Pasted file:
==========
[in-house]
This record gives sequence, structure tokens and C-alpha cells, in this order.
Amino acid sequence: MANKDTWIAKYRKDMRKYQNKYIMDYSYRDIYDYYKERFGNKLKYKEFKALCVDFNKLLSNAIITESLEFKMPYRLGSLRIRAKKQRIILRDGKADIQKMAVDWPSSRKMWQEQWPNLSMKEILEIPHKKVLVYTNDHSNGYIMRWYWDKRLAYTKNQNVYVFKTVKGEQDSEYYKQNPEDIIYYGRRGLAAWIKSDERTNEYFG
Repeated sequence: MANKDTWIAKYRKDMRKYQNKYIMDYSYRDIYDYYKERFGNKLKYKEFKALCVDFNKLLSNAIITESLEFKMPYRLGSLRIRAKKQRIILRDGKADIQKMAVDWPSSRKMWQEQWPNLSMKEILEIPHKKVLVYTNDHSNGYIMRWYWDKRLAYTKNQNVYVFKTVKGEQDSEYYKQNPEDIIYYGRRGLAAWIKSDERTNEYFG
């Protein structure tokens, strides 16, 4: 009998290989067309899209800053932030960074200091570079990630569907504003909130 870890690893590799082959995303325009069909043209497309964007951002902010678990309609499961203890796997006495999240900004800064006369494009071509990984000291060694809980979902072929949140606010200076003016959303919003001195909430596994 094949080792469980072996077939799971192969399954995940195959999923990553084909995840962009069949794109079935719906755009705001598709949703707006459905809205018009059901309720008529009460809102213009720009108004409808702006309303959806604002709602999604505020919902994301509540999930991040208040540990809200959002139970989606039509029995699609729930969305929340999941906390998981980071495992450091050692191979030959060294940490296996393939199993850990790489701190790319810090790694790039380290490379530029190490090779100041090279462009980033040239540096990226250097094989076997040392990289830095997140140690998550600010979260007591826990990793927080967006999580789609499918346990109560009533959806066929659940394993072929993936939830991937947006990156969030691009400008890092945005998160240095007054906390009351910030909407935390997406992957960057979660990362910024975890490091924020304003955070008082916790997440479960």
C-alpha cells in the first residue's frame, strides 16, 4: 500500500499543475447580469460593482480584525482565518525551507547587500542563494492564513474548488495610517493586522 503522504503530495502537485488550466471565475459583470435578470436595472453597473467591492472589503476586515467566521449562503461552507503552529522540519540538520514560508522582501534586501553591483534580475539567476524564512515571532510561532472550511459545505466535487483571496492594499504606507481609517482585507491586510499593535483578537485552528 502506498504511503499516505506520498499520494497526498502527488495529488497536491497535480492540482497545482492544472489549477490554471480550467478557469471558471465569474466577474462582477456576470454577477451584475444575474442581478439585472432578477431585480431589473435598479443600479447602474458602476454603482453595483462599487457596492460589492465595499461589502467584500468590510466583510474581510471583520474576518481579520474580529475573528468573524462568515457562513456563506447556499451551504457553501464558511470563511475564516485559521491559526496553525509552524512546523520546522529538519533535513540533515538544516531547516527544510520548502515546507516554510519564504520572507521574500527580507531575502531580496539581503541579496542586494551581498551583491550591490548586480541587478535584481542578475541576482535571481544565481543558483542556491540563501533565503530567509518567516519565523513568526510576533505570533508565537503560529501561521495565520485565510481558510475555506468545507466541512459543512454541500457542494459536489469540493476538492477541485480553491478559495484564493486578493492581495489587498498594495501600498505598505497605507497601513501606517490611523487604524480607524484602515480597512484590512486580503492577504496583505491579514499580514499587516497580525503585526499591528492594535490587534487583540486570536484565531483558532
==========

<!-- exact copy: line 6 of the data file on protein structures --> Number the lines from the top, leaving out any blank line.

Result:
C-alpha cells in the first residue's frame, strides 16, 4: 500500500499543475447580469460593482480584525482565518525551507547587500542563494492564513474548488495610517493586522 503522504503530495502537485488550466471565475459583470435578470436595472453597473467591492472589503476586515467566521449562503461552507503552529522540519540538520514560508522582501534586501553591483534580475539567476524564512515571532510561532472550511459545505466535487483571496492594499504606507481609517482585507491586510499593535483578537485552528 502506498504511503499516505506520498499520494497526498502527488495529488497536491497535480492540482497545482492544472489549477490554471480550467478557469471558471465569474466577474462582477456576470454577477451584475444575474442581478439585472432578477431585480431589473435598479443600479447602474458602476454603482453595483462599487457596492460589492465595499461589502467584500468590510466583510474581510471583520474576518481579520474580529475573528468573524462568515457562513456563506447556499451551504457553501464558511470563511475564516485559521491559526496553525509552524512546523520546522529538519533535513540533515538544516531547516527544510520548502515546507516554510519564504520572507521574500527580507531575502531580496539581503541579496542586494551581498551583491550591490548586480541587478535584481542578475541576482535571481544565481543558483542556491540563501533565503530567509518567516519565523513568526510576533505570533508565537503560529501561521495565520485565510481558510475555506468545507466541512459543512454541500457542494459536489469540493476538492477541485480553491478559495484564493486578493492581495489587498498594495501600498505598505497605507497601513501606517490611523487604524480607524484602515480597512484590512486580503492577504496583505491579514499580514499587516497580525503585526499591528492594535490587534487583540486570536484565531483558532